You might think every time you pay utility bills on-time, it helps build your credit. For loan and credit card payments, that’s true. But many bills—including rent and utilities—are not routinely reported to credit bureaus like credit card and loan payments.
Unfortunately, making timely rent and utility payments will not help build credit. But failing to make those payments can lead to collections actions that will almost certainly damage your credit. If you fall more than a month or two behind on any bill—from cable to electric—the company may send your past due account to a collections agency. As soon as they do, the collections agency can (and usually will) notify the credit reporting bureau. That’s bad news because having a collections action on your report will significantly lower your credit score and can put a black mark on your credit report for up to seven years.
Bottom line? Pay ALL of your bills on-time, whether or not your routine payments are reported to the credit bureaus!
If you’re looking for ways to build credit without taking out loans or opening credit cards, there are a limited number of ways to get your on-time payments reflected on your credit report, but in the end they aren’t really worth it. We’ll explain why.
Why aren’t payments on utility bills reported to credit bureaus?
There’s no law that says utility companies do or don’t have to report your good payment history to credit reporting agencies—so it’s really a matter of choice.
If they do, however, they are subject to the Fair Credit Reporting Act. Under the act you have the right to challenge inaccurate or incomplete information. If you do challenge the report, utility companies are required to perform costly investigations and must correct the information. No utility company wants to go through the time and money to fix your report, so they simply choose not to report payments.
Landlords and property management companies usually don’t report your on-time payments, either, because there’s a fee to do so. On the other hand, both your landlord and utility company want to get paid, so that’s why they report late payments, whether there’s a fee to do so or not.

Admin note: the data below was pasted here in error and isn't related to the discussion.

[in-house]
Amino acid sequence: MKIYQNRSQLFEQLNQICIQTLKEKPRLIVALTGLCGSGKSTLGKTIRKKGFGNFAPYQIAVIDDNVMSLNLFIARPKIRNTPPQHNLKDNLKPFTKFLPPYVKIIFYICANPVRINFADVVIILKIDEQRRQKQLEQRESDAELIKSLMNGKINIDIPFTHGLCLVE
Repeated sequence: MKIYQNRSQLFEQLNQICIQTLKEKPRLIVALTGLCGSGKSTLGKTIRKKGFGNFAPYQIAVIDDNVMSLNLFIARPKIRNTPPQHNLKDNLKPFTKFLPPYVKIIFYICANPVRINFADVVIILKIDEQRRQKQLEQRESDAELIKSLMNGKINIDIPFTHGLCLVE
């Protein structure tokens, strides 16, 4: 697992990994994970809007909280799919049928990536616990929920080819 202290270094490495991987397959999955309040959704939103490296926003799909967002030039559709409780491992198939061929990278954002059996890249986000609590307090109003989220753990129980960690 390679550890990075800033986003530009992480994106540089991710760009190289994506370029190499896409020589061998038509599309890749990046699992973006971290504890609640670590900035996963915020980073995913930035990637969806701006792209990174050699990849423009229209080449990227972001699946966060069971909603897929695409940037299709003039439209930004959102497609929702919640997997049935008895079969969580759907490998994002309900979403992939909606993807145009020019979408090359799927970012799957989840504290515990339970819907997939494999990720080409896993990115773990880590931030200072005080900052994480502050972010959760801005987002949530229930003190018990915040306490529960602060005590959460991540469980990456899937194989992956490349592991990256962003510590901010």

What late payments are reported?
Any time a company or individual decides to use a collection agency to get the money you owe them, that late payment will be reported and will negatively affect your credit score.
This counts for medical bills, loan payments, credit card statements, and even parking tickets, so make sure you don’t skip out. The $20 ticket will cost you a lot less than if it becomes a negative mark on your credit score.
But don’t worry, a one-time slip-up or forgotten payment likely won’t go to a collection agency.
There’s a difference between a late payment and an overdue one. An payment doesn’t become overdue (which could eventually negatively affect your credit score) until it’s 30 days late. So while you might get hit with a hefty late fee if you pay your credit card bill two-weeks after it’s due, that isn’t going to be reported to a collection agency. If you wait too long, though, or simply stop paying your credit card bills, that’s when you’re overdue payments get sent to collection agencies.
The type of bill you’re late on also determines whether or not it’ll be reported quickly. Most mortgage companies impose a late fee on any payment under 30 days late, but after that 30 days you risk a report to the collection agency and, in turn, credit bureaus.